Art Deco chandelier in pieces

Stored in pieces for many years in cardboard boxes in a basement in Sydney it was recently reassembled to prepare it for sale. In December 2010 it was sold to a buyer in Paris and the chandelier left Australia for good. More details and photos of the chandelier can be found on this page.

Further background information about the Art Deco chandelier and its lightweight replica can be found here.

Large Mould For Cactus

The technique for making a large mould has already been described in the post on making large moulds. A variation on this technique involves the addition of a sculpted polystyrene section to make the armature for the large mould. The object that was made using this technique was a large cactus.

Additional steps for the large mould

Again the basic technique is a plaster and vermiculite mix over a hessian covered timber armature. The only extra steps to make the large mould for the cactus involves using polystyrene to sculpt a part of the cactus armature that would be too difficult to make using templates. In this case the rounded top of the cactus was sculpted in polystyrene.

Step 1

Making a timber armature

Making the timber armature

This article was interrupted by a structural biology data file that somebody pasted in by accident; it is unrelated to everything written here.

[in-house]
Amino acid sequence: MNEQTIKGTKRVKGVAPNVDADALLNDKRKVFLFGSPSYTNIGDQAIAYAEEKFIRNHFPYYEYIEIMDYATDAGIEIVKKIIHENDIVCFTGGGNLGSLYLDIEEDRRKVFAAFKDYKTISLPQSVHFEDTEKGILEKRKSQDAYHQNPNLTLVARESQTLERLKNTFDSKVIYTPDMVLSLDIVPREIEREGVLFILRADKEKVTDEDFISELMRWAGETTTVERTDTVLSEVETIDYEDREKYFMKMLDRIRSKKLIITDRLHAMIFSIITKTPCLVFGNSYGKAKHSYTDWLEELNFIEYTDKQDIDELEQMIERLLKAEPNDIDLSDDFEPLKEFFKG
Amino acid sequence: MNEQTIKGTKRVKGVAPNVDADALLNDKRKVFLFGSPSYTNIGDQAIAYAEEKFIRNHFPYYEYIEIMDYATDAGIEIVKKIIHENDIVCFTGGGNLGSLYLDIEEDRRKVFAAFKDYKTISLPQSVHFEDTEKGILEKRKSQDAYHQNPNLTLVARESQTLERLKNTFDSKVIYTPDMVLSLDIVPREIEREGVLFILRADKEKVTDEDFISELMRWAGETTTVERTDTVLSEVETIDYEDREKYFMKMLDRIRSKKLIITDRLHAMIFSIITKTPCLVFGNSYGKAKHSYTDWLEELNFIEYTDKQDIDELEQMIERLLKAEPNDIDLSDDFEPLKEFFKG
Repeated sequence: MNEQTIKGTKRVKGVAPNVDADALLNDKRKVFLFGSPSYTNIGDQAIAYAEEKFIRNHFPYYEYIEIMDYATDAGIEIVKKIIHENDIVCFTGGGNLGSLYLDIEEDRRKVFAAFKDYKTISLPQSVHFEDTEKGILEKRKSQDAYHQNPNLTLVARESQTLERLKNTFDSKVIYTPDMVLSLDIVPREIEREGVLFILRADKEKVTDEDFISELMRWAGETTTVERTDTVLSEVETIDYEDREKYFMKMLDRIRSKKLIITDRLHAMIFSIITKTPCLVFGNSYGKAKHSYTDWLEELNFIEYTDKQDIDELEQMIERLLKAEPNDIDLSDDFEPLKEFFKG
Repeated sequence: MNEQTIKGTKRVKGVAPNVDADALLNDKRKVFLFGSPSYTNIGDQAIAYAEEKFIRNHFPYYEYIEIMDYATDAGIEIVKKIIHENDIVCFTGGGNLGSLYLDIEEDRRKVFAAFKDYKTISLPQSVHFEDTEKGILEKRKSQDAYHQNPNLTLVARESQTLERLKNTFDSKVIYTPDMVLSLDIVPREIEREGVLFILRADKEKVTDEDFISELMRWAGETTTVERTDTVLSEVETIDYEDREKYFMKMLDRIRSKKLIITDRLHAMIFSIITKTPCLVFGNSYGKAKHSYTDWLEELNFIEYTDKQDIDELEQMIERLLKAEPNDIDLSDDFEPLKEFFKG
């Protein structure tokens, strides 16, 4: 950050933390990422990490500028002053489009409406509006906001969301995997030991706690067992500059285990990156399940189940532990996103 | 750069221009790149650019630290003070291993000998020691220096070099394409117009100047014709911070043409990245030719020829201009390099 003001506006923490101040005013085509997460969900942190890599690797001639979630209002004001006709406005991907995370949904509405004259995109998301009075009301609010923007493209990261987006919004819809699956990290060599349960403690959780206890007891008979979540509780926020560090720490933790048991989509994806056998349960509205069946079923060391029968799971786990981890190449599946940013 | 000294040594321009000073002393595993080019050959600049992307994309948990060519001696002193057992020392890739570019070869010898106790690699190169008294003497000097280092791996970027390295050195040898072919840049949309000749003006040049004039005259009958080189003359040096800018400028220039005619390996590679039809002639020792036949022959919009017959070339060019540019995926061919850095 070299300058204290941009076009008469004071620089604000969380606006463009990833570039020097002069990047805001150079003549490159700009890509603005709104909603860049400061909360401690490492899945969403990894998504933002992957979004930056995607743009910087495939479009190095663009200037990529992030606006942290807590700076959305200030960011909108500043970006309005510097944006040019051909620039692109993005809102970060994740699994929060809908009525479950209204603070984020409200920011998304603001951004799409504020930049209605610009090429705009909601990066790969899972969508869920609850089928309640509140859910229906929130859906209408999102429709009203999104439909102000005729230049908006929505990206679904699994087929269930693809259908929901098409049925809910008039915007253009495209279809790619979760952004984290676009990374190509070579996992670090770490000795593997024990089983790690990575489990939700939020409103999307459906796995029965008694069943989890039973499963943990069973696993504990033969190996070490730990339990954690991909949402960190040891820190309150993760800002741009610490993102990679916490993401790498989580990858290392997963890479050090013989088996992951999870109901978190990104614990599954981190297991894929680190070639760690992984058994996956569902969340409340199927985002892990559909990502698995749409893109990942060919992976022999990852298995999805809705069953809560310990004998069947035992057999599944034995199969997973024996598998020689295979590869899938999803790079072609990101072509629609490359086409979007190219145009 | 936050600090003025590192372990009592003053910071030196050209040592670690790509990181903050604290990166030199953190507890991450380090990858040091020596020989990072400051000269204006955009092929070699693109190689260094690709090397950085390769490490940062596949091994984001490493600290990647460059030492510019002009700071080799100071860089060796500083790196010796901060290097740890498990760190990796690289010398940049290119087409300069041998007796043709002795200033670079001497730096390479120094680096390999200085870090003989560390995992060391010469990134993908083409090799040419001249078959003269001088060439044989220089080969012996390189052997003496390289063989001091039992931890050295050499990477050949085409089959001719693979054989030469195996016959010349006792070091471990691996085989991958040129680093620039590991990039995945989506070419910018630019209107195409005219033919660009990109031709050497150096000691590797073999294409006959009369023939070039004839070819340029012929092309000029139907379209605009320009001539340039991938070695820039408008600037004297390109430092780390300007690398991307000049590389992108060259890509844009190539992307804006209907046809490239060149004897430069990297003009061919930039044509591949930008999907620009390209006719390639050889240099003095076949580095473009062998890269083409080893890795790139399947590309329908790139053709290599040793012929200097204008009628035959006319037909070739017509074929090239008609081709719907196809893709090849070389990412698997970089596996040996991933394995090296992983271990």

Instead of using ply template ribs to define the shape we use thin strips of 4mm plywood. These are stapled between the top and bottom cross section shapes.

You could add additional cross sections if needed but this shape is simple and only needs a top and bottom.

The rounded top of the cactus was a little difficult to make in wood so it was roughly shaped from polystyrene. This was also covered in a vermiculite mix after being glued to the top of the base section after the main sculpting was finished.

Step 2

Covering with hessian and plaster

Covering with hessian and plaster

After the timber frame has been completed it is covered with a tight fitting layer of hessian. Next a thick layer of plaster is applied to the hessian. After this sets it makes a solid base onto which the sculpting mix can be applied.

It is a good idea to do as much rough shaping as you can when applying the plaster base coat at this stage. This will minimise the amount of sculpting mix that will need to be applied afterwards and also reduce the amount of sculpting work that will need to be done later.

Make sure you have thought through the logistics of how you will handle the armature as it will now start getting quite heavy.

Step 3

Sculpting the detail

Sculpting the detail

After the base section has been covered with a thick layer of vermiculite and plaster the finer sculpting can start. You can start before the mix has dried because it is a little easier to work. When all the detail has been sculpted the whole thing is given a light sanding.